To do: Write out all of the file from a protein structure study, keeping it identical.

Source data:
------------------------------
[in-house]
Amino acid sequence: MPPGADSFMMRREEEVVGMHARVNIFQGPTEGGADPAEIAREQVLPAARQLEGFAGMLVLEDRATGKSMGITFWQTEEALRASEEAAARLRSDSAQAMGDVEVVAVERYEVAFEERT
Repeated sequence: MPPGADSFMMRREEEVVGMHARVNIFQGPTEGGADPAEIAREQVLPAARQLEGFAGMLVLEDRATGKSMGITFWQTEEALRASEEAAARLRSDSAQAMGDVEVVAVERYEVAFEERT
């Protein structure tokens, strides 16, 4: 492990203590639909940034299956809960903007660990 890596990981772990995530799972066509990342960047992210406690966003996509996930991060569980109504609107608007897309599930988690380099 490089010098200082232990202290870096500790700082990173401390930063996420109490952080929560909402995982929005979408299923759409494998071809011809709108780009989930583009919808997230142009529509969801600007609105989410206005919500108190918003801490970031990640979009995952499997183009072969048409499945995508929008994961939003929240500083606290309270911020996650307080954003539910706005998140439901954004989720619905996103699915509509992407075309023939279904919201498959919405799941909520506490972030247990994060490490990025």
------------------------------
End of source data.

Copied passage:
[in-house]
Amino acid sequence: MPPGADSFMMRREEEVVGMHARVNIFQGPTEGGADPAEIAREQVLPAARQLEGFAGMLVLEDRATGKSMGITFWQTEEALRASEEAAARLRSDSAQAMGDVEVVAVERYEVAFEERT
Repeated sequence: MPPGADSFMMRREEEVVGMHARVNIFQGPTEGGADPAEIAREQVLPAARQLEGFAGMLVLEDRATGKSMGITFWQTEEALRASEEAAARLRSDSAQAMGDVEVVAVERYEVAFEERT
């Protein structure tokens, strides 16, 4: 492990203590639909940034299956809960903007660990 890596990981772990995530799972066509990342960047992210406690966003996509996930991060569980109504609107608007897309599930988690380099 490089010098200082232990202290870096500790700082990173401390930063996420109490952080929560909402995982929005979408299923759409494998071809011809709108780009989930583009919808997230142009529509969801600007609105989410206005919500108190918003801490970031990640979009995952499997183009072969048409499945995508929008994961939003929240500083606290309270911020996650307080954003539910706005998140439901954004989720619905996103699915509509992407075309023939279904919201498959919405799941909520506490972030247990994060490490990025």